Searching over 5,500,000 cases.


searching
Buy This Entire Record For $7.95

Download the entire decision to receive the complete text, official citation,
docket number, dissents and concurrences, and footnotes for this case.

Learn more about what you receive with purchase of this case.

M.L.D.v. Commissioner of Social Security

United States District Court, N.D. New York

April 27, 2017

M.L.D. a minor, by ERICA CURRY, Plaintiff,
v.
COMMISSIONER OF SOCIAL SECURITY Defendant.

          LAW OFFICE OF PETER MARGOLIUS Counsel for Plaintiff.

          U.S. SOCIAL SECURITY ADMIN. OFFICE OF REG'L GEN. COUNSEL-REGION II Counsel for Defendant.

          OF COUNSEL: PETER MARGOLIUS, ESQ. FERGUS KAISER, ESQ.

          MEMORANDUM-DECISION AND ORDER

          WILLIAM B. MITCHELL CARTER, U.S. MAGISTRATE JUDGE,

         This matter was referred to me, for all proceedings and entry of a final judgment, pursuant to the Social Security Pilot Program, N.D.N.Y. General Order No. 18, and in accordance with the provisions of 28 U.S.C. § 636(c), Fed.R.Civ.P. 73, N.D.N.Y. Local Rule 73.1 and the consent of the parties. (Dkt. Nos. 12, 14.)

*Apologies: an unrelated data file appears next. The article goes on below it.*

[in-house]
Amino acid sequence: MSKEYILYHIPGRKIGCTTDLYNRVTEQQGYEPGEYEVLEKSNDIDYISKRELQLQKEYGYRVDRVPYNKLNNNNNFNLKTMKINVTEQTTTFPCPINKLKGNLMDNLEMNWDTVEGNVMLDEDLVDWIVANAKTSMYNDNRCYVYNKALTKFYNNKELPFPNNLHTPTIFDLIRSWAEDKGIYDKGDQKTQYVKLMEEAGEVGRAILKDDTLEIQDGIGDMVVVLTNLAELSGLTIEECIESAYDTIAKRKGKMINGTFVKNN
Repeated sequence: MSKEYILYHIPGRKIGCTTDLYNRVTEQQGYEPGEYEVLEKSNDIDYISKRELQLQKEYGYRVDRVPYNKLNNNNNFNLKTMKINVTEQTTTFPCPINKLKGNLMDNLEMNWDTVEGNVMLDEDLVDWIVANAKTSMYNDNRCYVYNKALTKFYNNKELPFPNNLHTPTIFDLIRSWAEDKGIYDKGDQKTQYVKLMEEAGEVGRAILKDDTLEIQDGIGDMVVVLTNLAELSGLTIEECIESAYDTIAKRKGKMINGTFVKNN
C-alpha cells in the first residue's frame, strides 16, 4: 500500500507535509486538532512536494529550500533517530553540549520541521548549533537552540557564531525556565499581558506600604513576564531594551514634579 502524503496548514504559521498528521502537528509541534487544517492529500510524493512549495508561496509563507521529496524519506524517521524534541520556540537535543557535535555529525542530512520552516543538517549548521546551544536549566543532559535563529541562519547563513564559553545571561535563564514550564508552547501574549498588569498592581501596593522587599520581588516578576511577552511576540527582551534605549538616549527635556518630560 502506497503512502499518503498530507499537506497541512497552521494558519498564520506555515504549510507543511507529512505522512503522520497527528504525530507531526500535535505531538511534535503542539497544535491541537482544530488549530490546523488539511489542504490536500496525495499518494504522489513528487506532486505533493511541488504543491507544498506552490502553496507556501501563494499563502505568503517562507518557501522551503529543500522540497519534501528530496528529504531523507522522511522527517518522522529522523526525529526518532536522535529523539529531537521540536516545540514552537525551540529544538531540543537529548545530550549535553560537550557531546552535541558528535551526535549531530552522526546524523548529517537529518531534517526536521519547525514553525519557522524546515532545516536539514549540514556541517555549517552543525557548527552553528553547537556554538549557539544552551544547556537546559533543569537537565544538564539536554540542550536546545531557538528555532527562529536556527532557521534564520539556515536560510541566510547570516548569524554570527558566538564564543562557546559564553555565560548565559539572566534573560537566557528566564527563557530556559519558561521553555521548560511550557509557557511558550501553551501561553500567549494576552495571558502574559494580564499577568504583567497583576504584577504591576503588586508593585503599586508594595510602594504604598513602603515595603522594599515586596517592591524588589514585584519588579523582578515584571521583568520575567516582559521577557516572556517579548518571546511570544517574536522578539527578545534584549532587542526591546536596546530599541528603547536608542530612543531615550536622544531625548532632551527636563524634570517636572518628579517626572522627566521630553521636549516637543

Currently before the Court, in this Social Security action filed by Erica Curry (“Plaintiff”) on behalf of her minor son, M.L.D. (“Claimant”) against the Commissioner of Social Security (“Defendant” or “the Commissioner”) pursuant to 42 U.S.C. § 405(g), are the parties' cross-motions for judgment on the pleadings. (Dkt. Nos. 9, 10.) For the reasons set forth below, it is ordered that Plaintiff's motion be denied and Defendant's motion be granted.

         I. RELEVANT BACKGROUND

         A. Factual Background

         At the time of filing and at the time of his hearing, Claimant was an adolescent. (T. 15); 20 C.F.R. § 416.926a(g)(2). Claimant alleged disability consists of attention deficit hyperactivity disorder (“ADHD”), hearing loss, and a learning disorder. (T. 176.)

         B. Procedural History

         On January 4, 2013, Plaintiff applied for Supplemental Security Income (“SSI”) under Title XVI of the Social Security Act on Claimant's behalf. (T. 73.) Plaintiff's application was initially denied, after which she timely requested a hearing before an Administrative Law Judge (“the ALJ”). On July 8, 2014 Plaintiff and Claimant appeared before the ALJ, Michelle S. Marcus. (T. 47-72.) On August 27, 2014, ALJ Marcus issued a written decision finding Claimant not disabled under the Social Security Act. (T. 9-29.) On March 25, 2016, the Appeals Council (“AC”) denied Plaintiff's request for review, rendering the ALJ's decision the final decision of the Commissioner. (T. 1-6.) Thereafter, Plaintiff timely sought judicial review in this Court.

         C. The ALJ's Decision